Treatment appears to work for patients who aren’t responding to drugs
TUESDAY, July 12, 2016 (HealthDay News) — Electronic stimulation of the vagus nerve may help ease symptoms of rheumatoid arthritis (RA), according to a study published online July 5 in the Proceedings of the National Academy of Sciences.
Kevin Tracey, M.D., president of the Feinstein Institute for Medical Research in Manhasset, N.Y., and colleagues implanted a vagus nerve stimulation (VNS) device in 17 patients with RA. Seven were in the earlier stages of the disease and had not responded to methotrexate. The rest had more advanced disease and had failed to improve after trying at least two biologic drugs.
Six weeks after the VNS devices were implanted, most of the patients were improving. The researchers found that 71.4 percent had at least a 20 percent improvement in their symptoms — including a reduction in the number of tender, swollen joints. In the group with early-stage RA, 57.1 percent had at least a 50 percent improvement; that was true for 28.6 percent of patients with more advanced disease. Blood levels of tumor necrosis factor, interleukin-1β, and interleukin-6 declined.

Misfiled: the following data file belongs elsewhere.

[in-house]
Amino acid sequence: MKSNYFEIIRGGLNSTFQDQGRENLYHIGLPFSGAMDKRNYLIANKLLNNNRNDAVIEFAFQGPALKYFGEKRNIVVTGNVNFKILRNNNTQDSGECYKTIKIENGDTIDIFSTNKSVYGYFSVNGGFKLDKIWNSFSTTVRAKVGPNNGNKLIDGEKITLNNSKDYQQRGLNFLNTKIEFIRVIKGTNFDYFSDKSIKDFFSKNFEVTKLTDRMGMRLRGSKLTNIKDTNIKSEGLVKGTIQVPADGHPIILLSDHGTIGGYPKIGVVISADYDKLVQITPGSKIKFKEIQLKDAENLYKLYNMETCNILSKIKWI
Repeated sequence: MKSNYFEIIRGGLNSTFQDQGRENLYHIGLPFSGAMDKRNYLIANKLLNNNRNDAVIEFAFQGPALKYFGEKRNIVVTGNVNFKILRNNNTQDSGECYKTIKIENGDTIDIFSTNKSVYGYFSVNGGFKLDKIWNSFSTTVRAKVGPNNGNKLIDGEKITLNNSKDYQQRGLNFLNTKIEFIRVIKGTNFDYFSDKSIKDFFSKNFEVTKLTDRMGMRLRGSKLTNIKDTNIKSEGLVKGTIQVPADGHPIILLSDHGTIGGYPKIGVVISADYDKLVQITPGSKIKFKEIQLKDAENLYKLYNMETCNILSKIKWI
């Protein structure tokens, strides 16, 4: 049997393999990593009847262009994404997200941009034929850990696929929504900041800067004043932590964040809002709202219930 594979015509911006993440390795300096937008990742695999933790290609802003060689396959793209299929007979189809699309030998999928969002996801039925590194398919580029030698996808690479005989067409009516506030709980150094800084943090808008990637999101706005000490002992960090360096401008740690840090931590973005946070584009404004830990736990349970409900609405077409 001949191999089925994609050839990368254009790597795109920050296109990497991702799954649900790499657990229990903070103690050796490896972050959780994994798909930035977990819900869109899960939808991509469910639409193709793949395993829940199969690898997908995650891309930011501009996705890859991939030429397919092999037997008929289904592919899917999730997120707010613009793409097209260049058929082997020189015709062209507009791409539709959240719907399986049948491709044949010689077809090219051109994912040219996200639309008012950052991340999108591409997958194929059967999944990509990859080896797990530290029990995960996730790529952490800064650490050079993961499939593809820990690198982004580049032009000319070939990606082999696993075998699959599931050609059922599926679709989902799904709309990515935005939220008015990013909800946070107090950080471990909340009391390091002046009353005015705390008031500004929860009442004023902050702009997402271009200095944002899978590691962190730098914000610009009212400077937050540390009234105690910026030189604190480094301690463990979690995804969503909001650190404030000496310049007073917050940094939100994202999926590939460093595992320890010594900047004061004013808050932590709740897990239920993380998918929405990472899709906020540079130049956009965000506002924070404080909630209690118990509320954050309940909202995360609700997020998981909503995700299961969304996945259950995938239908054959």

“This first-in-class study supports a conceptual framework for further studies of electronic medical devices in diseases currently treated with drugs,” the authors write. “Larger clinical trials in RA can be designed and powered to assess clinical efficacy, but our findings encourage pursuing this strategy.”
SetPoint Medical, a company that is developing neuromodulation therapies for RA and other diseases, funded the study. Tracey is a consultant to the company, and several of his co-researchers are SetPoint employees.
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